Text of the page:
Around this time Russ also joined the board of the newly launched Red Rose Radio in Preston and hosted a show every day at 9am… for the first week, anyway.

Into the evenings

After three years on BBC2, Russ was promoted to BBC1, and in September 1983 moved to the proto-WOGAN timeslot of Tuesdays and Wednesdays at seven o’clock. Along the way he lost his first name, with the show called simply HARTY, abandoned Manchester for London full-time and gained a self-drawing pastel title sequence and a lovely theme tune, which Frida out of ABBA certainly liked… (note also Russ fussing over another ancient old woman).

This kept much of the old format of wit and whimsy, but was even more frivolous, with Russ promising a show that “lifts you up after the disasters of the news and the depression of the weather forecast”. This meant such items as Dog Of The Week (“If it only has three legs, so much the better”) and regular jaunts to the homes of The Great British Public for a natter, with the punters getting a “I made tea for Russell Harty” teapot for putting him up. There was also a team of regulars including a proto- Mr Motivator called Mr A, cooking from John Tovey and Peter Cook as EL Wisty, although the latter only made a handful of appearances before being replaced by former MR AND MRS hostess Susan Cuff, with Cuff’s Stuff, whatever that was.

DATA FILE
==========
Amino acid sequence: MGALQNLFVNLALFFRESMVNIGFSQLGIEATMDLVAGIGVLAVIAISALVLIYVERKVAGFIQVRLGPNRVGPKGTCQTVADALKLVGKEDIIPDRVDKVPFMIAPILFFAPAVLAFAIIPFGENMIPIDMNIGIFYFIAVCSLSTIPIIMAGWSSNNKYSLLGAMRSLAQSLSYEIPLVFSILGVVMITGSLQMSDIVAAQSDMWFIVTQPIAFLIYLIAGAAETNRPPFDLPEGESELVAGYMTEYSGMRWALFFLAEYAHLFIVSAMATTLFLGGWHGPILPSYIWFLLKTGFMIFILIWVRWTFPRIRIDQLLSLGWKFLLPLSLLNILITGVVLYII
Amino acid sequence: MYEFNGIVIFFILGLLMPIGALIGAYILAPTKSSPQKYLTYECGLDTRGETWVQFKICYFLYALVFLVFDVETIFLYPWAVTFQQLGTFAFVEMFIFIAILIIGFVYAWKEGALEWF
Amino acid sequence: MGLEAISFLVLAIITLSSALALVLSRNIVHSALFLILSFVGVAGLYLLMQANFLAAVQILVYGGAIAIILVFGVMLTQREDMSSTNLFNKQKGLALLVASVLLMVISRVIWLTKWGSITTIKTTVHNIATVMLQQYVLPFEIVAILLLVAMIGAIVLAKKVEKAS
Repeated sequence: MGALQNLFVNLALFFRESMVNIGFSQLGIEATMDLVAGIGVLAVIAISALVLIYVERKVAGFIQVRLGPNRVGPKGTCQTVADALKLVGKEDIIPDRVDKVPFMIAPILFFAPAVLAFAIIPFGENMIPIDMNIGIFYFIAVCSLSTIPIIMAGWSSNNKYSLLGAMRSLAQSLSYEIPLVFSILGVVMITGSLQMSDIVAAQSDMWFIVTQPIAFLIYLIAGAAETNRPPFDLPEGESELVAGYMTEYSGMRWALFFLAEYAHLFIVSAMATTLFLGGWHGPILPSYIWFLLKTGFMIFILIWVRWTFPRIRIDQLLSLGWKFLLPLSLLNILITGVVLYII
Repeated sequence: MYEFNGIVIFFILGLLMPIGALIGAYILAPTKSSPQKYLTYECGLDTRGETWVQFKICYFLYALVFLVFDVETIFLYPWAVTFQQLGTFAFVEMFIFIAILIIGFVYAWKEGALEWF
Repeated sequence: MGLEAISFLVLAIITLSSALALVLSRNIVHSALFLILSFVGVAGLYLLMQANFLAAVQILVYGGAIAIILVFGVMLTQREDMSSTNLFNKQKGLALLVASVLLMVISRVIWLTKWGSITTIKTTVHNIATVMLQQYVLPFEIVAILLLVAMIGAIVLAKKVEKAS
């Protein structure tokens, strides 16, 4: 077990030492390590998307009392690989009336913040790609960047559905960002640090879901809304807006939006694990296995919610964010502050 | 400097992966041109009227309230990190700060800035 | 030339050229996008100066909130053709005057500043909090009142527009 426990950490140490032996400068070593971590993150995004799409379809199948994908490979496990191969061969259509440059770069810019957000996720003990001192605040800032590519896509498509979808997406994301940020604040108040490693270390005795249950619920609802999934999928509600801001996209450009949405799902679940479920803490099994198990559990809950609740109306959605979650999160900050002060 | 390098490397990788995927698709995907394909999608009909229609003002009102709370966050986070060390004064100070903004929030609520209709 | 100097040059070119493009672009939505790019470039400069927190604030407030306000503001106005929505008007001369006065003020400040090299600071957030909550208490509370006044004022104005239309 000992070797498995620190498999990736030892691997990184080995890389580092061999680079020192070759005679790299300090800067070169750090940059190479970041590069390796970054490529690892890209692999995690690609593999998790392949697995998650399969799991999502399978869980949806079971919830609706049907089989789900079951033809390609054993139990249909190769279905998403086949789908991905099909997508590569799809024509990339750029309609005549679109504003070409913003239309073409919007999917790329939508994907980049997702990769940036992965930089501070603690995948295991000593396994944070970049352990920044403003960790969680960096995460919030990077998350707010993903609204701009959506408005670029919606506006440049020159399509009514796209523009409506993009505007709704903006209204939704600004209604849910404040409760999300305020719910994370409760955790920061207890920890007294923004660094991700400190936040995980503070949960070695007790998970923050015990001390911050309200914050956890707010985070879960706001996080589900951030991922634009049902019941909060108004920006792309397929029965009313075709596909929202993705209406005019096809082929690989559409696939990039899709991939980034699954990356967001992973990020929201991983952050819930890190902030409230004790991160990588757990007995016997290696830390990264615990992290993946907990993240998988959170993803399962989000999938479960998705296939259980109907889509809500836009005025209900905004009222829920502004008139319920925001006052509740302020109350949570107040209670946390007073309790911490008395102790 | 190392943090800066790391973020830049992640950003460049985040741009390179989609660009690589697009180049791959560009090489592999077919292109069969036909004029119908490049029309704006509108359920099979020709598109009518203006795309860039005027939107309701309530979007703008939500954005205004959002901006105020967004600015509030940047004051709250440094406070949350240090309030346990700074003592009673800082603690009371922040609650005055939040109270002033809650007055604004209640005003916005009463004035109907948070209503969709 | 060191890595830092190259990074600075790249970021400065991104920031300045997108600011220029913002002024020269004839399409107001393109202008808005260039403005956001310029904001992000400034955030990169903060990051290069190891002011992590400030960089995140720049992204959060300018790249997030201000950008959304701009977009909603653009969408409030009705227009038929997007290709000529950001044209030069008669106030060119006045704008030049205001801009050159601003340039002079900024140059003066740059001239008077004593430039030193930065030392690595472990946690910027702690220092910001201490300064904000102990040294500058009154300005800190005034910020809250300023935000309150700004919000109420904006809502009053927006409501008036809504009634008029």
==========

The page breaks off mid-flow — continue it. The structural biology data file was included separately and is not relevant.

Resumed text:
As before there was always the chance to get out and about if the chance arose, with Russ hosting a Glamorous Grandmothers contest, while on Valentine’s Day 1984, the gang went to a pub in Liverpool, for features including a yard-of-ale drinking competition. Who says romance is dead? Anyway, the series lasted six months but, given it was lumbered with the dreadful SIXTY MINUTES as a lead-in, it didn’t pull in massive audiences. A second series followed in the autumn of 1984, once a week on Mondays, but with WOGAN on the horizon, there was the worry of a mass whimsy pile-up, so Russ took his leave of teatimes and gave up the chat show after over a decade.